Trump has repeatedly called the media the “enemy of the American people.” He did this as recently as two weeks before the shooting. This rhetoric has been reported widely, roundly condemned and blamed for increasing violence and political repression experienced by journalists around the world. Milo Yiannopoulis, a media scion from the early days of the Trump campaign also recently tried to desperately regain relevance with a call for journalists to be ‘gunned down’.
It shouldn’t be surprising then that Trump supporters, Incels and people on the extreme fringe of the right-wing political spectrum celebrated the Maryland attack. These are the same parts of the internet where the Toronto van attacker was likewise celebrated as a ‘new saint’.
The fact that Ramos was unstable and embroiled in a deeply personal conflict with the Capital Gazette shouldn’t surprise anybody, unstable people are always the canary in the coalmine for political extremism. They’re the first ones to heed the call, but never the last. People who believe they are at the end of their rope are the first ones to drop into darkness, presumably because they think they have nothing left to lose. Auditing the aftermath online, it is undeniable that the attack was celebrated by the people and communities on the fringe, who also comprise the self-identified vanguard of Trump’s ideology.
Courtesy of the editorial board of the Washington Post, the word ‘civility’ has entered the zeitgeist as a catch-all to describe the direction America is headed. It was intended as a ‘better angels’ type admonishment to the American left, begging them to avoid polarization. ‘Civility’ has since been adopted as an ironic concept that also neatly encapsulates Trump’s strategy of civil brinkmanship and rhetorical bombast: creating kinetic consequences, but shirking accountability for them.
Milo Yiannopoulus fended off accusations that he was responsible for the Gazette attack, stating that his call for violence against journalists was just ‘a troll’. Fed and housed on hate in the dark corners of the internet, an entire troll army comprised of angry young white men (and it is always men) is carrying out lonewolf style attacks, each for their own complex reasons, but ultimately in lockstep with a grim central purpose. It’s a kind of slow motion Reichstag fire fanned by 4chan. Politicians and pundits hide behind a veil of civility, their followers, adherents and the other far-worse angels, do not. They’re killing people. It’s a civility war.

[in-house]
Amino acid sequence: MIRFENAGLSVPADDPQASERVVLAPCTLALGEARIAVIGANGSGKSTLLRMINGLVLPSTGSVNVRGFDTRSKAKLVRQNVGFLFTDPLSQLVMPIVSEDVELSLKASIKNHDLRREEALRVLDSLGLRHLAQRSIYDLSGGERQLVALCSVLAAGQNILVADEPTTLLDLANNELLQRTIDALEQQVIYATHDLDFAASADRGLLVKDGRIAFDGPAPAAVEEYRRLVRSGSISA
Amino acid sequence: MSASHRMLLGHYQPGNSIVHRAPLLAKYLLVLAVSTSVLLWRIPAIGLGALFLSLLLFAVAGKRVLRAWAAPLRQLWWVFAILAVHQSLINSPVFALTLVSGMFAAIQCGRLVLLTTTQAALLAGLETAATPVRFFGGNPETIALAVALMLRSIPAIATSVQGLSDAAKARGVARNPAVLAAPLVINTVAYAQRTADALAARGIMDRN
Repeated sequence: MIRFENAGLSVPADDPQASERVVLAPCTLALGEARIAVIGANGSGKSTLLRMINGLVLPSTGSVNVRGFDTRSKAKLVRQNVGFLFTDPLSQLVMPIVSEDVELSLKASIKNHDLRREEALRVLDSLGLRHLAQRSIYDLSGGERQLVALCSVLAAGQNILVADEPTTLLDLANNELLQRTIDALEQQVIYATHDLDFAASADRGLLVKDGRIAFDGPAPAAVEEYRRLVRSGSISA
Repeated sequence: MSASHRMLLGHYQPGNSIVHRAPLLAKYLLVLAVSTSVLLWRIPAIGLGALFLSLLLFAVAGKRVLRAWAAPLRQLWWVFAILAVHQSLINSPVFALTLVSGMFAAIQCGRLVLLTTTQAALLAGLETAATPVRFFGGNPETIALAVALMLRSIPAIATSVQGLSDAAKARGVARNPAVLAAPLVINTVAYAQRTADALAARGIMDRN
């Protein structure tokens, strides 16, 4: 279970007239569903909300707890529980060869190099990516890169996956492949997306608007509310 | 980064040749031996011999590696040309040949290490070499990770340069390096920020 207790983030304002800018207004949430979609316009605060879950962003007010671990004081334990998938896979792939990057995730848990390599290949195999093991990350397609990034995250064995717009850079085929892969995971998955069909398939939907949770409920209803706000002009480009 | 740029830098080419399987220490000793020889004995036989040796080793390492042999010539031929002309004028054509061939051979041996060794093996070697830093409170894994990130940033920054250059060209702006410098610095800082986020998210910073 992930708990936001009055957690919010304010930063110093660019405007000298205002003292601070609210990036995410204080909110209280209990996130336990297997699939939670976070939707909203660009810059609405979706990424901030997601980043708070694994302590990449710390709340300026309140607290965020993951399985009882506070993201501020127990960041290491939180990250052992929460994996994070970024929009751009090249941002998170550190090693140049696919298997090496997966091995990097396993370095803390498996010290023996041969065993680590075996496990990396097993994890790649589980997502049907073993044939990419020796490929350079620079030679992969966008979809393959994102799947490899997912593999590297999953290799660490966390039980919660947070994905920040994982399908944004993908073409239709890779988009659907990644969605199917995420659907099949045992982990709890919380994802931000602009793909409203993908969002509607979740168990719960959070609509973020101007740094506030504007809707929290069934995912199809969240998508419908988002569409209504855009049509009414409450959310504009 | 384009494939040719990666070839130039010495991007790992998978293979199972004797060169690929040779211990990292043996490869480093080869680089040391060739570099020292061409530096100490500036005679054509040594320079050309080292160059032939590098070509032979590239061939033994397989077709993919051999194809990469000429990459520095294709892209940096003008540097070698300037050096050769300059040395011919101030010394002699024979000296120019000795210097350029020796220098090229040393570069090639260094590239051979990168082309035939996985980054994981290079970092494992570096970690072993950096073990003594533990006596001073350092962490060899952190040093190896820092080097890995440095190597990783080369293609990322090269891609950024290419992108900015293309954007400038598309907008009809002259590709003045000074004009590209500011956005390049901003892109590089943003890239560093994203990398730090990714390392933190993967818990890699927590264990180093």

Cranks, conspiracy theorists and the other outcasts you find in dark places are demonstrably influenced by the rhetoric of prevailing political culture. This is true even of the ones who aren’t politically sophisticated. The rhetoric of America’s political culture has been increasingly anti-woman and anti-media since November 2016. There is a reason the dystopian fiction novel The Handmaid’s Tale is increasingly relatable and screamingly popular.
While Trump did not directly order a targeted attack on the Gazette after the fashion of some transparent comic book villain, it is completely acceptable to state that he incited it and that he shares blame for it. Using the language and logic of Trumpism the Machiavellian simplicity of what is happening becomes clear. If you incite ‘losers’ to do the dirty work of destroying democracy for you, you can quickly distance yourself from them in order to absolve yourself of criminal or even political liability.